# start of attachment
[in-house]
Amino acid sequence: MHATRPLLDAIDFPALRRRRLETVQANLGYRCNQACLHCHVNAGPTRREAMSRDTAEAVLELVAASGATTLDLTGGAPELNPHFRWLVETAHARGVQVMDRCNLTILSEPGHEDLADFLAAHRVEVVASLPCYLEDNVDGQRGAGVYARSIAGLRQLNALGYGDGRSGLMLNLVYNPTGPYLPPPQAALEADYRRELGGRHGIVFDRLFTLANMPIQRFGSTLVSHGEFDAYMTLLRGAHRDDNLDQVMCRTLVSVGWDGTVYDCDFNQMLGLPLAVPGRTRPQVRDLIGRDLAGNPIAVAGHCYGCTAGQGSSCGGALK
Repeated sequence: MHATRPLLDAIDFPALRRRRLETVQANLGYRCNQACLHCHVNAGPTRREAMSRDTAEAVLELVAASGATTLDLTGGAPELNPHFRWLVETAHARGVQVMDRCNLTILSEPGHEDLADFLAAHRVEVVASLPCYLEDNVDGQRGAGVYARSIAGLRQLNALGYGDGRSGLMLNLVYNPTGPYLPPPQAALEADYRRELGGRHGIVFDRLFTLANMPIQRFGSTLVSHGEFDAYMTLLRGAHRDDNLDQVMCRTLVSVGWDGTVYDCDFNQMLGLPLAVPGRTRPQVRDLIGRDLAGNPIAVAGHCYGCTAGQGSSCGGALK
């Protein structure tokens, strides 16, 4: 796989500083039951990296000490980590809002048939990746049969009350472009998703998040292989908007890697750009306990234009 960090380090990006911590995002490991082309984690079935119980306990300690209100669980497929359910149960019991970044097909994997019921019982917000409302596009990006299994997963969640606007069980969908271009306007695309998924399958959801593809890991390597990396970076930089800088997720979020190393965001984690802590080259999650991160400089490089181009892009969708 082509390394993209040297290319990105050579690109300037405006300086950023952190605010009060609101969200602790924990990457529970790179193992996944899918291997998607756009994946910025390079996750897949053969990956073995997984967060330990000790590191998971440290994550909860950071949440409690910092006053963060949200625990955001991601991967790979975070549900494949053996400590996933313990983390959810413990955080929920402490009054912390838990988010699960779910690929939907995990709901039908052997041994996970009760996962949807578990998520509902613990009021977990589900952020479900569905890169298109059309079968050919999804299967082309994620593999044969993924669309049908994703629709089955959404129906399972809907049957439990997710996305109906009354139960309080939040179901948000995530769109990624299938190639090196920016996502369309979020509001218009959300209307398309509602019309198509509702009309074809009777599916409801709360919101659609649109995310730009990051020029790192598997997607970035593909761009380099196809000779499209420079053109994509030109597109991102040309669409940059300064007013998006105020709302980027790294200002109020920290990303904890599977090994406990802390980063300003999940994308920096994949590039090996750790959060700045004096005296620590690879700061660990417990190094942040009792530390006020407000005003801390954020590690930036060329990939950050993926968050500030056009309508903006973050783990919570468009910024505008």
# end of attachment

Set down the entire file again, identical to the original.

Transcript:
[in-house]
Amino acid sequence: MHATRPLLDAIDFPALRRRRLETVQANLGYRCNQACLHCHVNAGPTRREAMSRDTAEAVLELVAASGATTLDLTGGAPELNPHFRWLVETAHARGVQVMDRCNLTILSEPGHEDLADFLAAHRVEVVASLPCYLEDNVDGQRGAGVYARSIAGLRQLNALGYGDGRSGLMLNLVYNPTGPYLPPPQAALEADYRRELGGRHGIVFDRLFTLANMPIQRFGSTLVSHGEFDAYMTLLRGAHRDDNLDQVMCRTLVSVGWDGTVYDCDFNQMLGLPLAVPGRTRPQVRDLIGRDLAGNPIAVAGHCYGCTAGQGSSCGGALK
Repeated sequence: MHATRPLLDAIDFPALRRRRLETVQANLGYRCNQACLHCHVNAGPTRREAMSRDTAEAVLELVAASGATTLDLTGGAPELNPHFRWLVETAHARGVQVMDRCNLTILSEPGHEDLADFLAAHRVEVVASLPCYLEDNVDGQRGAGVYARSIAGLRQLNALGYGDGRSGLMLNLVYNPTGPYLPPPQAALEADYRRELGGRHGIVFDRLFTLANMPIQRFGSTLVSHGEFDAYMTLLRGAHRDDNLDQVMCRTLVSVGWDGTVYDCDFNQMLGLPLAVPGRTRPQVRDLIGRDLAGNPIAVAGHCYGCTAGQGSSCGGALK
């Protein structure tokens, strides 16, 4: 796989500083039951990296000490980590809002048939990746049969009350472009998703998040292989908007890697750009306990234009 960090380090990006911590995002490991082309984690079935119980306990300690209100669980497929359910149960019991970044097909994997019921019982917000409302596009990006299994997963969640606007069980969908271009306007695309998924399958959801593809890991390597990396970076930089800088997720979020190393965001984690802590080259999650991160400089490089181009892009969708 082509390394993209040297290319990105050579690109300037405006300086950023952190605010009060609101969200602790924990990457529970790179193992996944899918291997998607756009994946910025390079996750897949053969990956073995997984967060330990000790590191998971440290994550909860950071949440409690910092006053963060949200625990955001991601991967790979975070549900494949053996400590996933313990983390959810413990955080929920402490009054912390838990988010699960779910690929939907995990709901039908052997041994996970009760996962949807578990998520509902613990009021977990589900952020479900569905890169298109059309079968050919999804299967082309994620593999044969993924669309049908994703629709089955959404129906399972809907049957439990997710996305109906009354139960309080939040179901948000995530769109990624299938190639090196920016996502369309979020509001218009959300209307398309509602019309198509509702009309074809009777599916409801709360919101659609649109995310730009990051020029790192598997997607970035593909761009380099196809000779499209420079053109994509030109597109991102040309669409940059300064007013998006105020709302980027790294200002109020920290990303904890599977090994406990802390980063300003999940994308920096994949590039090996750790959060700045004096005296620590690879700061660990417990190094942040009792530390006020407000005003801390954020590690930036060329990939950050993926968050500030056009309508903006973050783990919570468009910024505008």